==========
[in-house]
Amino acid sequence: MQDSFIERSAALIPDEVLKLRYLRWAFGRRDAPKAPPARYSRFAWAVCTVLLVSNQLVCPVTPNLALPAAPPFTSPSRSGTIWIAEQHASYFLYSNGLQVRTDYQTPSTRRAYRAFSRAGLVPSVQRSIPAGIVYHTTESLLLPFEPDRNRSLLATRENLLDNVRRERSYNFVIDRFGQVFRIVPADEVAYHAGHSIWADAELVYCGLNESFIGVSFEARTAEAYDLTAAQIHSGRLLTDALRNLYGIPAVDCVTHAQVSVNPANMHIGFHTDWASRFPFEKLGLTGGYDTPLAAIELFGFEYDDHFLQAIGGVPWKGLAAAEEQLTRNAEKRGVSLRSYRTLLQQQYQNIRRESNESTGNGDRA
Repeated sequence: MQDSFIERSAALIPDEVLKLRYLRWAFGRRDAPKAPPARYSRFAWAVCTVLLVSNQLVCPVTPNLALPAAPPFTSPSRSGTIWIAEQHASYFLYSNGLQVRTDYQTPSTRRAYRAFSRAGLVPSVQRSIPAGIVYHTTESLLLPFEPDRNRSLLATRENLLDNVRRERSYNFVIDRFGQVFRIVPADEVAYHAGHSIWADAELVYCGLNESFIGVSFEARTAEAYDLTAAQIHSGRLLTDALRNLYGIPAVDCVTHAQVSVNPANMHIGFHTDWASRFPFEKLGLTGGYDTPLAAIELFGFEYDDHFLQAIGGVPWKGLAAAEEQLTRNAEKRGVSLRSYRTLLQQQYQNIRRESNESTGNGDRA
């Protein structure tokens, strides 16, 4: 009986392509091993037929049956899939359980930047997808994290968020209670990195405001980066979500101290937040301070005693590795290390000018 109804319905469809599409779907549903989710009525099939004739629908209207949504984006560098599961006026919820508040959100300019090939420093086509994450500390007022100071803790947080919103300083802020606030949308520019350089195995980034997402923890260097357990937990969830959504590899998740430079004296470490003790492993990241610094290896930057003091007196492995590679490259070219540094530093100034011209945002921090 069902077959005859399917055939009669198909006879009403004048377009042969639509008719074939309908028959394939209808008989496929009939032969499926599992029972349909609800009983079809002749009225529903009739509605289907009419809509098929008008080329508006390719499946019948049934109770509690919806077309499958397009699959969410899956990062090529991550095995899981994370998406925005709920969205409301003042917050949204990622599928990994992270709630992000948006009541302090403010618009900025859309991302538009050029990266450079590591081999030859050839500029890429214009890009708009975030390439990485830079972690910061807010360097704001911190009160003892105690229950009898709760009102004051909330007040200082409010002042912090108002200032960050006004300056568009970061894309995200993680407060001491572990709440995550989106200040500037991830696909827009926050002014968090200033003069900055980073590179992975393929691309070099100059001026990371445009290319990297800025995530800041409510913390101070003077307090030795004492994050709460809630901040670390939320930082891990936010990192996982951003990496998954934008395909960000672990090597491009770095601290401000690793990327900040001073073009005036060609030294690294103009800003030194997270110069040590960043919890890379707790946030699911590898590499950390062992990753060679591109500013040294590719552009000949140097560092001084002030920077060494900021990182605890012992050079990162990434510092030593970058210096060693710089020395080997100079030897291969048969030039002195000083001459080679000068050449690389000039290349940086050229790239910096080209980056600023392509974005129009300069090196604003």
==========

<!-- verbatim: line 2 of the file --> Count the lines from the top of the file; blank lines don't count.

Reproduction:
Amino acid sequence: MQDSFIERSAALIPDEVLKLRYLRWAFGRRDAPKAPPARYSRFAWAVCTVLLVSNQLVCPVTPNLALPAAPPFTSPSRSGTIWIAEQHASYFLYSNGLQVRTDYQTPSTRRAYRAFSRAGLVPSVQRSIPAGIVYHTTESLLLPFEPDRNRSLLATRENLLDNVRRERSYNFVIDRFGQVFRIVPADEVAYHAGHSIWADAELVYCGLNESFIGVSFEARTAEAYDLTAAQIHSGRLLTDALRNLYGIPAVDCVTHAQVSVNPANMHIGFHTDWASRFPFEKLGLTGGYDTPLAAIELFGFEYDDHFLQAIGGVPWKGLAAAEEQLTRNAEKRGVSLRSYRTLLQQQYQNIRRESNESTGNGDRA